If the tedious array of six concepts for redeveloping the World Trade Center site offered up by the Lower Manhattan Development Corporation suggests anything, it is that we have to think about remembering 9/11 in a radically new way. To start, let's forget about ground zero for a while.
The best way to prepare for Sept. 11, 2002, is to hop on the New York City subway and head to Jackson Heights in Queens, and celebrate what the new New York looks like. For there, out beyond the miraculous silhouette of the Manhattan skyline the physical revolution of the 20th century lies something truly beautiful, that era's social revolution.
In the past three decades, Queens has proved itself the most diverse district in America, if not the world, with more than 100 languages spoken in the public schools and more than a third of its population foreign born.
New York's rebirth since its bankruptcy in the 1970s is due largely to the rapid influx of immigrants from Latin America, Asia, and Africa. So as we rebuild, we should do so with both eyes fixed on advancing what has been New York's bedrock: its human capital. A year after 9/11, we all need inspiration. We very well might find it on the vibrant streets of Queens.
We certainly won't find it at ground zero. Whatever visionary ideas were proposed initially have been stifled, as the narrative of opportunity has been overcome by the narrative of loss.
What we have been offered a year later is warmed-over planning approaches that will largely replicate the economy and skyline of the 1990s. If all the rebuilding comes to is a "memorial garden" with some reconnected streets, a thicket of office towers, and a million-plus square feet for a hotel and shopping mall, then we will have vacated our dreams.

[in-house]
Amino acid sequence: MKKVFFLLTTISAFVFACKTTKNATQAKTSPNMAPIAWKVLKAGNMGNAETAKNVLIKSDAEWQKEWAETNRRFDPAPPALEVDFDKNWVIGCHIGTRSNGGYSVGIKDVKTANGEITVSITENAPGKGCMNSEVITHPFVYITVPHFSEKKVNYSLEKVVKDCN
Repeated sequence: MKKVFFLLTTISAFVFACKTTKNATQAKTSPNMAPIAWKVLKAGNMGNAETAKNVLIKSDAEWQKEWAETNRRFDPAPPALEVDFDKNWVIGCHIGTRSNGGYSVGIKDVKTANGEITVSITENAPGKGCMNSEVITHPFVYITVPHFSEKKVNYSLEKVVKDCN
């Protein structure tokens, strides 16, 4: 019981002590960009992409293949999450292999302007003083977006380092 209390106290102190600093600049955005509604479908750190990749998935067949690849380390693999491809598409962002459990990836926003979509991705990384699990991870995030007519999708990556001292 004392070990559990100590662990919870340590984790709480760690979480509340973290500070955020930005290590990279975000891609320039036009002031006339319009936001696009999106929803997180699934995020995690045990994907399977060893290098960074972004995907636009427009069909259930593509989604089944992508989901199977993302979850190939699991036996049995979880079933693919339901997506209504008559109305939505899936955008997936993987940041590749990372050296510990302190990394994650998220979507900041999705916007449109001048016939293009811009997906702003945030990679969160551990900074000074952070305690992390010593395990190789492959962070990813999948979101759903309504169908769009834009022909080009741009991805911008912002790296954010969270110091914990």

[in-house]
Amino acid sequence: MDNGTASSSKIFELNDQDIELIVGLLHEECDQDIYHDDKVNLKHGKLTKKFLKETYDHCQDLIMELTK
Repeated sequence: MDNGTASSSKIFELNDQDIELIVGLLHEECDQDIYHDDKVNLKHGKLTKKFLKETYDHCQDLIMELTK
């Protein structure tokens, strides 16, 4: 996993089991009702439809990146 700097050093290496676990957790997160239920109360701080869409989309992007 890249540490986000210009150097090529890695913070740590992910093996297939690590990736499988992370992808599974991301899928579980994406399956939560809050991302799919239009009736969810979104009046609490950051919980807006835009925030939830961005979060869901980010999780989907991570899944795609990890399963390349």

Since even Gov. George Pataki now agrees the proposed amount of office and retail space on the site is financially and symbolically misguided, let's consider a new concept. Rather than spend the billions of federal dollars allocated for rebuilding New York to subsidizing the creation of a new downtown office park, let's invest in the city's underfunded public schools and create the next generation of immigrant geniuses and entrepreneurs who have long fueled New York's economy.
Let's build a series of "World Trade Center Houses" throughout the city models of beautifully designed, environmentally advanced low- and middle-income housing to answer one of the city's pressing needs.
New York should launch a building exhibition (much as West Berlin did to rebuild vacant areas left from the destruction of World War II), which would bring the world's finest architects to New York's neighborhoods to build new homes and places of commerce and culture.
In other words, make each New Yorker a living memorial. We have done this before. After World War II, the country didn't build a triumphant physical memorial to the soldiers (only now are we doing so). Instead, Congress passed the GI Bill and invested billions of dollars in giving veterans access to higher education and loan guarantees to buy a home or start a business. The GI Bill helped launch the greatest expansion of the middle class America has ever seen. Their living success is perhaps the finest memorial the dead could have asked for.
We could do the same in New York: Start far from ground zero, with investments that will pay dividends, and then return to ground zero to restore the ripped fabric of the city. There is too much empty office space and too little insight about the ultimate meaning of 9/11 to make us rush into rebuilding those 16 acres.
The revenue needs of the Port Authority, and the legal right of developer Larry Silverstein to rebuild on the site, are not insurmountable obstacles to remembering and rebuilding in the best way. We should leave the site largely empty for another year, building only a temporary structure in which New Yorkers can gather to view and discuss plans for rebuilding the city.
E.B. White wrote just after World War II that New York is "the greatest human concentrate on earth, the poem whose magic is comprehensible to millions." Now we have a radical opportunity: Invest in the city in a way that would truly honor the victims of Sept. 11.
Max Page is assistant professor of architecture and history at the University of Massachusetts.